Book reviews, December 2003, December 2003

Browse pages
Current page

1

Current page

2

Current page

3

Current page

4

Current page

5

Current page

6

Current page

7

Current page

8

Current page

9

Current page

10

Current page

11

Current page

12

Current page

13

Current page

14

Current page

15

Current page

16

Current page

17

Current page

18

Current page

19

Current page

20

Current page

21

Current page

22

Current page

23

Current page

24

Current page

25

Current page

26

Current page

27

Current page

28

Current page

29

Current page

30

Current page

31

Current page

32

Current page

33

Current page

34

Current page

35

Current page

36

Current page

37

Current page

38

Current page

39

Current page

40

Current page

41

Current page

42

Current page

43

Current page

44

Current page

45

Current page

46

Current page

47

Current page

48

Current page

49

Current page

50

Current page

51

Current page

52

Current page

53

Current page

54

Current page

55

Current page

56

Current page

57

Current page

58

Current page

59

Current page

60

Current page

61

Current page

62

Current page

63

Current page

64

Current page

65

Current page

66

Current page

67

Current page

68

Current page

69

Current page

70

Current page

71

Current page

72

Current page

73

Current page

74

Current page

75

Current page

76

Current page

77

Current page

78

Current page

79

Current page

80

Current page

81

Current page

82

Current page

83

Current page

84

Current page

85

Current page

86

Current page

87

Current page

88

Current page

89

Current page

90

Current page

91

Current page

92

Current page

93

Current page

94

Current page

95

Current page

96

Current page

97

Current page

98

Current page

99

Current page

100

Current page

101

Current page

102

Current page

103

Current page

104

Current page

105

Current page

106

Current page

107

Current page

108

Current page

109

Current page

110

Current page

111

Current page

112

Current page

113

Current page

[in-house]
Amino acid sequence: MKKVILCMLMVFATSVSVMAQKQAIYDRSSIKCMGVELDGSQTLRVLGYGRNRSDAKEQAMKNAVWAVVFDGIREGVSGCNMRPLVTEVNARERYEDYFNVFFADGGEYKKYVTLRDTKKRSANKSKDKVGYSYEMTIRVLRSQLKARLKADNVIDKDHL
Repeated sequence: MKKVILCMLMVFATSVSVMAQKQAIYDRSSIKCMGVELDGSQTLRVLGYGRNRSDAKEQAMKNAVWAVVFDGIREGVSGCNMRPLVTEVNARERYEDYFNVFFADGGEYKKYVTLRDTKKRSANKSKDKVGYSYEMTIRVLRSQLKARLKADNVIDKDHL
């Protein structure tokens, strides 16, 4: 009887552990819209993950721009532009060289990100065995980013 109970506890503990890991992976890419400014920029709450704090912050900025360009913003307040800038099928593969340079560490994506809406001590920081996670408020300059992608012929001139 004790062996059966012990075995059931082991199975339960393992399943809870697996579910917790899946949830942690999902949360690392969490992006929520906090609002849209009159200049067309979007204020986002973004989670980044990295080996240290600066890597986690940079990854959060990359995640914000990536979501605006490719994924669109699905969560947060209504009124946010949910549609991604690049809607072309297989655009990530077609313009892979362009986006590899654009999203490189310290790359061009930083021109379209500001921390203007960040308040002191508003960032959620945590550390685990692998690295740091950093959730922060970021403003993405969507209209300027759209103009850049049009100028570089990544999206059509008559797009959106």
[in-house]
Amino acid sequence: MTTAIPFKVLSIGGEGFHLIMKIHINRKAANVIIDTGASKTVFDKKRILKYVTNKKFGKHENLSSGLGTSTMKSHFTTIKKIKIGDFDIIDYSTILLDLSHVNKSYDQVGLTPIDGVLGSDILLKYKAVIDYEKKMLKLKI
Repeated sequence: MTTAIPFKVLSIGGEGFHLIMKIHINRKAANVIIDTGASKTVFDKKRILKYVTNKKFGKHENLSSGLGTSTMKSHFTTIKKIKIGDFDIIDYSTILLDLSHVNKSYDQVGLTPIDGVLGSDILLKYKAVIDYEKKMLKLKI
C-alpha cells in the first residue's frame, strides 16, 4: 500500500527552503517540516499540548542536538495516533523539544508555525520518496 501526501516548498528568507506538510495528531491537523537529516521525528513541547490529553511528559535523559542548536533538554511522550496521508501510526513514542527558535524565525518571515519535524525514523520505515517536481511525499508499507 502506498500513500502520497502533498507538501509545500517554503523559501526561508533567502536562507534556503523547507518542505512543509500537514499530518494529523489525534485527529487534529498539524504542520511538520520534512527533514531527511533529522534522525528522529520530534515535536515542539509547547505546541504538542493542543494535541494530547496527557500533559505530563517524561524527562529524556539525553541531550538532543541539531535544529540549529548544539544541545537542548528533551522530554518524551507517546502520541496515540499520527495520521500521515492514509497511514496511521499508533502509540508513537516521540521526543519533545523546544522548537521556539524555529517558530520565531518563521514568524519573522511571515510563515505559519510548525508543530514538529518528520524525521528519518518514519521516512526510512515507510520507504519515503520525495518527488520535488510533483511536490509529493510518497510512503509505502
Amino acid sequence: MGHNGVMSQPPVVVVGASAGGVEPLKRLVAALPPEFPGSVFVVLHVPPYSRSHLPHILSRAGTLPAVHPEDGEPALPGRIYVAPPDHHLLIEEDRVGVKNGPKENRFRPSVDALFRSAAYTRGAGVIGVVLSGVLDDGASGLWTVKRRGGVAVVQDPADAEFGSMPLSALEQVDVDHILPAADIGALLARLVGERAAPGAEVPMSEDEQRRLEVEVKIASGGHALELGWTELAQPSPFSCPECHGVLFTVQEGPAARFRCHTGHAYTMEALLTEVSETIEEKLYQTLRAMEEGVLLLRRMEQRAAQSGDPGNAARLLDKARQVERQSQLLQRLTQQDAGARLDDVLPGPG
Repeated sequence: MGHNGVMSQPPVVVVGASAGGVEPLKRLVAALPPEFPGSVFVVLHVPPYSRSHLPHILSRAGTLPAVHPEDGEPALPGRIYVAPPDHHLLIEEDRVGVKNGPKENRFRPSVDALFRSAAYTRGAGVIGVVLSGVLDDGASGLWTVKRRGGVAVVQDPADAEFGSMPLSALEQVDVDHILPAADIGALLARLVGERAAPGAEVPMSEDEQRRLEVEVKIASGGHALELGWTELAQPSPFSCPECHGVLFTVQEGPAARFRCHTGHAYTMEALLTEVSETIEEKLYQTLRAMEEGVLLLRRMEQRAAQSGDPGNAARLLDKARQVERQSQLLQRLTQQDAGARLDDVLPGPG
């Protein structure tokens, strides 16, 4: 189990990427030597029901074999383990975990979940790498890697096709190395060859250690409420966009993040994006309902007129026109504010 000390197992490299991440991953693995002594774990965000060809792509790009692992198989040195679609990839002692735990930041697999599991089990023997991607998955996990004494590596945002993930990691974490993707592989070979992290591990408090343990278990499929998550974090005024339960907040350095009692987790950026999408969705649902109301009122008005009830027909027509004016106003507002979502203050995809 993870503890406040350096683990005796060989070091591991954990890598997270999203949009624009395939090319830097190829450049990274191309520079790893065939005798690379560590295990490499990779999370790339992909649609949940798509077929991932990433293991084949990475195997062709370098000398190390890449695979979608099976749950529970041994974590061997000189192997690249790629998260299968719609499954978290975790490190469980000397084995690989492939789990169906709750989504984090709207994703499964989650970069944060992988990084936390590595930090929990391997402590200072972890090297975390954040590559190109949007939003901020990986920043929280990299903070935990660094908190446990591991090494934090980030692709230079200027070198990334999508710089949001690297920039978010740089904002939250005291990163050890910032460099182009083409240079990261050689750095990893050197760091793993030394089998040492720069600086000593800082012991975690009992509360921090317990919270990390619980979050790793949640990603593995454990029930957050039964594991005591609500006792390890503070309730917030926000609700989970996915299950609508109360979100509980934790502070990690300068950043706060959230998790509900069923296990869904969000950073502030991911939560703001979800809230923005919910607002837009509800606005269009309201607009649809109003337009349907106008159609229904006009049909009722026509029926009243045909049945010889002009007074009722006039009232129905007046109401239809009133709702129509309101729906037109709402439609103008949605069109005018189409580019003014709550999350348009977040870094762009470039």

114

Current page

115

Current page

116

Current page

117

Current page

118

Current page

119

Current page

120

Current page

121

Current page

122

Current page

123

Current page

124

Current page

125

Current page

126

Current page

127

Current page

128

Current page

129

Current page

130

Current page

131

Current page

132

Current page

133

Current page

134

Current page

135

Current page

136

Current page

137

Current page

138

Current page

139

Current page

140

Current page

141

Current page

142

Current page

143

Current page

144

Current page

145

Current page

146

Current page

147

Current page

148

Current page

149

Current page

150

Current page

151

Current page

152

Current page

153

Current page

154

Current page

155

Current page

156

Ronnie Peterson: Formula One Super Swede
By Johnny Tipler
ISBN 1 902351 07 X
Published by Coterie Press Ltd, £34.95

If you enjoyed our Ronnie Peterson story last month, then you’ve already started reading this, for it was a precis of the opening chapter. In a way that’s already praise, but reading the whole work confirms the amount of research that Tipler has done. He allows friends and team-mates to talk at length about the man, including flaws, and seems to quote everyone who mattered. Portraying the man first and the racing driver afterward avoids the usual career history trap, and pages from private Peterson albums are a bonus.

Tipler gives much detail about whether Ronnie should have survived the crash, but concludes there was no malpractice. Which may or may not comfort those who miss a great racing character. GC

Safari Rally: 50 Years of the Toughest Rally
By Reinhard Klein, John Davenport and Helmut Deimel
ISBN 3927458082
Published by McKlein, £57.99

Reinhard Klein is known to have an eye as much for the landscape as for his rally car subjects, and if ever an event majored on its scenery, it’s the Safari. Or rather it was, since this cinematic event no longer fits inside a TV screen, and has been sidelined from the WRC.